West Dron Hill, Bridge of Earn, Perthshire

Cup-and-Ring Stone:  OS Grid Reference – NO 11845 15169

Getting Here

West Dron’s petroglyph

In the middle of Bridge of Earn village, take the Heughfield Road until, ⅓-mile on you hit the T-junction.  Turn left along Forgandenny Road and go along the curvaceous road for just over a mile where you need to keep your eyes peeled for the small left turn that takes you up the dead straight road.  At the top, turn left at the junction and go ⅔-mile, turning right at the next junction until after 400 yards you reach the houses on your right.  Go up the footpath opposite the houses (south) until, after nearly 400 yards, it splits.  Bear right and zigzag up the track for nearly a mile till you reach a large opening in the forest.  40 yards up the slope to your left is the stone—at last!

Archaeology & History

After the trail to get here, you might not be overly impressed by what you see – and it’s nothing special to look at to be honest.  But its location is a good one: reasonably high up on a sloping plateau which would have given good views were it not for the surrounding forestry plantations.  The only literary description of the site was the brief one in Discovery & Excavation Scotland, shortly after being rediscovered.  Mrs Johnson (1960) wrote:

Close-up of the carving

“A cup-marked stone was found by Mr. J. R. Morrison on the N side of West Dron hill.  The stone measures approx. 4ft long by 1ft 9in broad.

There are 17 cup-marks: five of which have channels, and two of which are joined in the form of a dumb-bell.  The stone lies with its longer axis NE-SW, and its broad face uppermost.”

Its seeming isolation is a peculiarity that I don’t buy.  Other carvings are going to be in the locale, probably on the same north- or north-east facing ridges – but due to the dense forestry, any other petroglyphs will remain hidden for quite some time…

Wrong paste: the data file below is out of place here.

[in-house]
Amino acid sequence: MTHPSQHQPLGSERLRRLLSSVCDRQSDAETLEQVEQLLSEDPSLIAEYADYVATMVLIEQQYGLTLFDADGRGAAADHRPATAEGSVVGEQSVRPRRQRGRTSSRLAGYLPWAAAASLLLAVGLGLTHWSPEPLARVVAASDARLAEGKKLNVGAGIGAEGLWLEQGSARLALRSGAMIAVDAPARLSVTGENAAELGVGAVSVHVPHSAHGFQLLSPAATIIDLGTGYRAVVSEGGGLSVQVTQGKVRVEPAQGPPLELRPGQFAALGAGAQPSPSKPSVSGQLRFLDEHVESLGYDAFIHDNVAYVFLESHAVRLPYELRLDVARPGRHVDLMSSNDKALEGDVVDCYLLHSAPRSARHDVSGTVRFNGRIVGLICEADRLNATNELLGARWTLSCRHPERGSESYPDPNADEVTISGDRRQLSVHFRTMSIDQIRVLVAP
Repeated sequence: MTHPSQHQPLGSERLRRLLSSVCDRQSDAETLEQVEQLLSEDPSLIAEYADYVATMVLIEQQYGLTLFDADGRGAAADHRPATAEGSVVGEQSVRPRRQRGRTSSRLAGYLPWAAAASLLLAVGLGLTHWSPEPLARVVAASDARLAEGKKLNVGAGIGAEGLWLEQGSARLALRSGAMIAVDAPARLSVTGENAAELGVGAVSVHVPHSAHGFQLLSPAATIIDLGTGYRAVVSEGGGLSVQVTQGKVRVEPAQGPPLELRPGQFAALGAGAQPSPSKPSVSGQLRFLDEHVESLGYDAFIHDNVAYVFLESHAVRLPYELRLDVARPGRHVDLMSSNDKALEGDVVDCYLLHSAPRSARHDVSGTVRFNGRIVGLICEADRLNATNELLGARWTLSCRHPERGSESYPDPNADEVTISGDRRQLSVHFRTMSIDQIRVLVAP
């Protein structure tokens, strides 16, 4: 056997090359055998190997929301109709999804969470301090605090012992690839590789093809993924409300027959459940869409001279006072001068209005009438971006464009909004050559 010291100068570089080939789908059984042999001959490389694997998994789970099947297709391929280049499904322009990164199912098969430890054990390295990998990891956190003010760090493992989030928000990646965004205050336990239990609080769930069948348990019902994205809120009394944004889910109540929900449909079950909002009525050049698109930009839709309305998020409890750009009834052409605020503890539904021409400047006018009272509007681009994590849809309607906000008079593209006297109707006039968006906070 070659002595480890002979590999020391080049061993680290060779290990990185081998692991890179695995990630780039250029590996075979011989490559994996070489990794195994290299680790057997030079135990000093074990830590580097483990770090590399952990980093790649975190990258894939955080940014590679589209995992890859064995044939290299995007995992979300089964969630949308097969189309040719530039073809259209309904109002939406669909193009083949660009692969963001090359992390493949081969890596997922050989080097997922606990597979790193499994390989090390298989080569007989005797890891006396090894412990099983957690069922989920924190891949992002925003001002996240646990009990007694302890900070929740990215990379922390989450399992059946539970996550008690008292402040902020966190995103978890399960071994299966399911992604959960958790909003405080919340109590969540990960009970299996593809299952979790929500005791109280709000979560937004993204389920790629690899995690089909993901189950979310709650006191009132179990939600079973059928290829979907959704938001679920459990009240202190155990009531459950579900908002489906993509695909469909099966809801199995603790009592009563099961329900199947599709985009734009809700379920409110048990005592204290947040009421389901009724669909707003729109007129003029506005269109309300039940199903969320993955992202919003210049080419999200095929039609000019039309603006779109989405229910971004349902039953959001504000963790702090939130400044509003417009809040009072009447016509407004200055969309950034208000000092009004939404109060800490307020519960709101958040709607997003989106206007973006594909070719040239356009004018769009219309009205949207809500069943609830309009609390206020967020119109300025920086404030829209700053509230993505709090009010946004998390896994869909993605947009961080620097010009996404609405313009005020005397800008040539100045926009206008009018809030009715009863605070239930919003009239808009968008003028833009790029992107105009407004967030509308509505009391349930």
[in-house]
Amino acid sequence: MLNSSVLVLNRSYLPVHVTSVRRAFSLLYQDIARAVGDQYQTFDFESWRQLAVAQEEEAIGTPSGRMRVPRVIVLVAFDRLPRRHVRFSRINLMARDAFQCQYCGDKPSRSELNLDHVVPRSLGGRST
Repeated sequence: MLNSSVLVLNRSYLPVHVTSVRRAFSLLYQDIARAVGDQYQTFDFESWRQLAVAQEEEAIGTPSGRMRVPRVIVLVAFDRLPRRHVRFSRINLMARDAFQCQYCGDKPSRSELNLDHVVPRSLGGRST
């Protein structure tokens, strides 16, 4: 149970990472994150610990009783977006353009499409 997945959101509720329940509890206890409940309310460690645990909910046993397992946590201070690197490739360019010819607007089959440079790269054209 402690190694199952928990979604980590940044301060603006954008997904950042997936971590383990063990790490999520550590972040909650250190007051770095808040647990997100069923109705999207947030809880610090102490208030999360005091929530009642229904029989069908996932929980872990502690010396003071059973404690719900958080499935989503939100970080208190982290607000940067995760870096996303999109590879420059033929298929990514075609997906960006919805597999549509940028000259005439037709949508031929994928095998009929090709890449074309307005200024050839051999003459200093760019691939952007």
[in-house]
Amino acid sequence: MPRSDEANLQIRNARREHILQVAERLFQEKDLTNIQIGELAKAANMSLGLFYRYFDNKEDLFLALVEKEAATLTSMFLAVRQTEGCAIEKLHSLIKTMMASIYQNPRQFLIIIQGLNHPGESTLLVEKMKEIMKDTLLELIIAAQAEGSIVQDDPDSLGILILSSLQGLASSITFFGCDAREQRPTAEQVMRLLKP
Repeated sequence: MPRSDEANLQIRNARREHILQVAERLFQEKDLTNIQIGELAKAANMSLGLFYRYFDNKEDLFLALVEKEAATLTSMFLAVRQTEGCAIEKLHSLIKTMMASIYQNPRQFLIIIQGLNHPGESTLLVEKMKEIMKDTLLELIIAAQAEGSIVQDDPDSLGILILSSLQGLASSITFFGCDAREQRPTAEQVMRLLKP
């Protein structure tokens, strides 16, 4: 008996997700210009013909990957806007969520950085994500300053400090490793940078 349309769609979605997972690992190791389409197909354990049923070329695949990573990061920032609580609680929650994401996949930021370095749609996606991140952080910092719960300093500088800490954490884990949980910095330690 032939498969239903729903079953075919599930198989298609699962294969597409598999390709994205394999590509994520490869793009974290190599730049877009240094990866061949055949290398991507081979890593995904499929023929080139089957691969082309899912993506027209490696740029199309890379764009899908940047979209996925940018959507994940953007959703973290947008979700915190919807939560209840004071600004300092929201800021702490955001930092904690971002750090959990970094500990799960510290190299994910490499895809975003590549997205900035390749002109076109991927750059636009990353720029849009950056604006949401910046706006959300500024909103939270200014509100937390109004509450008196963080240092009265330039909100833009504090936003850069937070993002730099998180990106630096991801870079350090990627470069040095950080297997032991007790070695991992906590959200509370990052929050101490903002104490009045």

1. Johnson, M., “Dron, Perthshire,” in Discovery & Excavation Scotland, SRG 1960.

Acknowledgements:  Huge thanks to Theresa Hughes for the use of her photos of this carving.

© Paul BennettThe Northern Antiquarian

Montalt, Dunning, Perthshire

Cup-Marked Stone:  OS Grid Reference – NO 06 13

Also Known as:

  1. Canmore ID 26675
  2. Mount Alt Farm

Archaeology & History

Montalt’s curious cup-marked stone

This is a curious stone and may not be the type of ‘cup-marked’ rock we’re used to.  Maybe… It is presently housed in Stirling’s Smith Art Gallery & Museum, where a small note tells that is was originally found “on the top of the Ochils, near Mount Alt Farm, Path of Condie in 1893.”  The stone was found at the same time, and adjacent to, a prehistoric collared urn—which implies it had an association with a cairn or cist, or burial site of some sort (which isn’t uncommon).  However, the exact location of its original whereabouts has been forgotten.

Broken off from a larger piece of stone, the remaining piece of rock has six cup-markings cut into it, between one and three inches across.  The smallest cup is what we might call a ‘normal’ size, but the rest of them get increasingly large and may have been more functional than purely mythic in nature.  In a small note attached to the stone in the Museum, they add the interesting note that,

“There are…indications that in some places they may be related to transhumance: the practice of moving sheep, cattle and goats to higher pastures in the summer, where they may have been used to mark routes or sources of water.”

They may indeed – amongst a variety of other things too.  But the suggested relationship with cattle occurs in stones found near Haworth, West Yorkshire, where large man-affected carved ‘cups’ such as the ones here, were known to be filled with milk at specific times of Nature’s calendrical rhythms, for the spirits of the place to give good fortune to the farmer and local people.  We know of one instance where this practice still occurs and goes back generations in the same family.  Examples of this animistic practice have also been found in the Scottish Highlands.

© Paul BennettThe Northern Antiquarian